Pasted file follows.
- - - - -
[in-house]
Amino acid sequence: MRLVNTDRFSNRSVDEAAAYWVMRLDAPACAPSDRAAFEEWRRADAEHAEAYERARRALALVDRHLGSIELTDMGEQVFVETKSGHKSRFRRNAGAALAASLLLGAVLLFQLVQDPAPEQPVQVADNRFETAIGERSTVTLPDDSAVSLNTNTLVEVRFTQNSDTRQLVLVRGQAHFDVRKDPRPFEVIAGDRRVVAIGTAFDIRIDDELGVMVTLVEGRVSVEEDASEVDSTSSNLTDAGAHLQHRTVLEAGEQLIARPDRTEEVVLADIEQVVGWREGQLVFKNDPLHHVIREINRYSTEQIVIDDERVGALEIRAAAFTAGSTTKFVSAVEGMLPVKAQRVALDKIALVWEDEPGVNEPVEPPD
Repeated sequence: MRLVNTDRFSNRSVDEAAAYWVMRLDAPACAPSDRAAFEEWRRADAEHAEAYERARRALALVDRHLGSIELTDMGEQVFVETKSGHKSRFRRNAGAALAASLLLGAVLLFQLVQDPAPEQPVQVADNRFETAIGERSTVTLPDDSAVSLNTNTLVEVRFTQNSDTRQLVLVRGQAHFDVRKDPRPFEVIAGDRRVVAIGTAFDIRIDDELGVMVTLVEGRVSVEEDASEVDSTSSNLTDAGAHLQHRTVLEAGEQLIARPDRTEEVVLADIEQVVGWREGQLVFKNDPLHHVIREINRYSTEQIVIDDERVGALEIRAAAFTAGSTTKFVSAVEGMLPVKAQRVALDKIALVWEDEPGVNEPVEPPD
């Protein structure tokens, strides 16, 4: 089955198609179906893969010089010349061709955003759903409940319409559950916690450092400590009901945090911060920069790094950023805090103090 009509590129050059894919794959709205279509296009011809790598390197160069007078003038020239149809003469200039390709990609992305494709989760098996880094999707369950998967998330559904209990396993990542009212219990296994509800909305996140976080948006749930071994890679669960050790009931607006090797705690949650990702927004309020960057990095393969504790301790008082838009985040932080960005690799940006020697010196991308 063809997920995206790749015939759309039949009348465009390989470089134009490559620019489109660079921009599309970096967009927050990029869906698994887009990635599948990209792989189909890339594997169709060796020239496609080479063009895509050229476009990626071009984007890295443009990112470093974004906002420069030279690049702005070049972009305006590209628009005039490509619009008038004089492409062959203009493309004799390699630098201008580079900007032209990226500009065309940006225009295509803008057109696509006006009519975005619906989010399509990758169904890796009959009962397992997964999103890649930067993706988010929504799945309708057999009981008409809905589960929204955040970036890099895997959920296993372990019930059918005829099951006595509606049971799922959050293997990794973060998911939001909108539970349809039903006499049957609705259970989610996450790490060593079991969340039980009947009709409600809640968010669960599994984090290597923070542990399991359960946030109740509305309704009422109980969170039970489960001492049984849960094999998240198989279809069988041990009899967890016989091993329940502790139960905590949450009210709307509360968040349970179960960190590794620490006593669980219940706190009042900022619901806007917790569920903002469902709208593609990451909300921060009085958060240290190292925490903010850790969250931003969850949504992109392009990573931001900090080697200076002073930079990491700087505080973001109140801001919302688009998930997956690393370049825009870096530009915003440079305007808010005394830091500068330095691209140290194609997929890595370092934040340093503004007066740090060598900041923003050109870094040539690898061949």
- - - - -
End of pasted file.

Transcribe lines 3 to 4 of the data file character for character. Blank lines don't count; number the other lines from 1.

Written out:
Repeated sequence: MRLVNTDRFSNRSVDEAAAYWVMRLDAPACAPSDRAAFEEWRRADAEHAEAYERARRALALVDRHLGSIELTDMGEQVFVETKSGHKSRFRRNAGAALAASLLLGAVLLFQLVQDPAPEQPVQVADNRFETAIGERSTVTLPDDSAVSLNTNTLVEVRFTQNSDTRQLVLVRGQAHFDVRKDPRPFEVIAGDRRVVAIGTAFDIRIDDELGVMVTLVEGRVSVEEDASEVDSTSSNLTDAGAHLQHRTVLEAGEQLIARPDRTEEVVLADIEQVVGWREGQLVFKNDPLHHVIREINRYSTEQIVIDDERVGALEIRAAAFTAGSTTKFVSAVEGMLPVKAQRVALDKIALVWEDEPGVNEPVEPPD
């Protein structure tokens, strides 16, 4: 089955198609179906893969010089010349061709955003759903409940319409559950916690450092400590009901945090911060920069790094950023805090103090 009509590129050059894919794959709205279509296009011809790598390197160069007078003038020239149809003469200039390709990609992305494709989760098996880094999707369950998967998330559904209990396993990542009212219990296994509800909305996140976080948006749930071994890679669960050790009931607006090797705690949650990702927004309020960057990095393969504790301790008082838009985040932080960005690799940006020697010196991308 063809997920995206790749015939759309039949009348465009390989470089134009490559620019489109660079921009599309970096967009927050990029869906698994887009990635599948990209792989189909890339594997169709060796020239496609080479063009895509050229476009990626071009984007890295443009990112470093974004906002420069030279690049702005070049972009305006590209628009005039490509619009008038004089492409062959203009493309004799390699630098201008580079900007032209990226500009065309940006225009295509803008057109696509006006009519975005619906989010399509990758169904890796009959009962397992997964999103890649930067993706988010929504799945309708057999009981008409809905589960929204955040970036890099895997959920296993372990019930059918005829099951006595509606049971799922959050293997990794973060998911939001909108539970349809039903006499049957609705259970989610996450790490060593079991969340039980009947009709409600809640968010669960599994984090290597923070542990399991359960946030109740509305309704009422109980969170039970489960001492049984849960094999998240198989279809069988041990009899967890016989091993329940502790139960905590949450009210709307509360968040349970179960960190590794620490006593669980219940706190009042900022619901806007917790569920903002469902709208593609990451909300921060009085958060240290190292925490903010850790969250931003969850949504992109392009990573931001900090080697200076002073930079990491700087505080973001109140801001919302688009998930997956690393370049825009870096530009915003440079305007808010005394830091500068330095691209140290194609997929890595370092934040340093503004007066740090060598900041923003050109870094040539690898061949």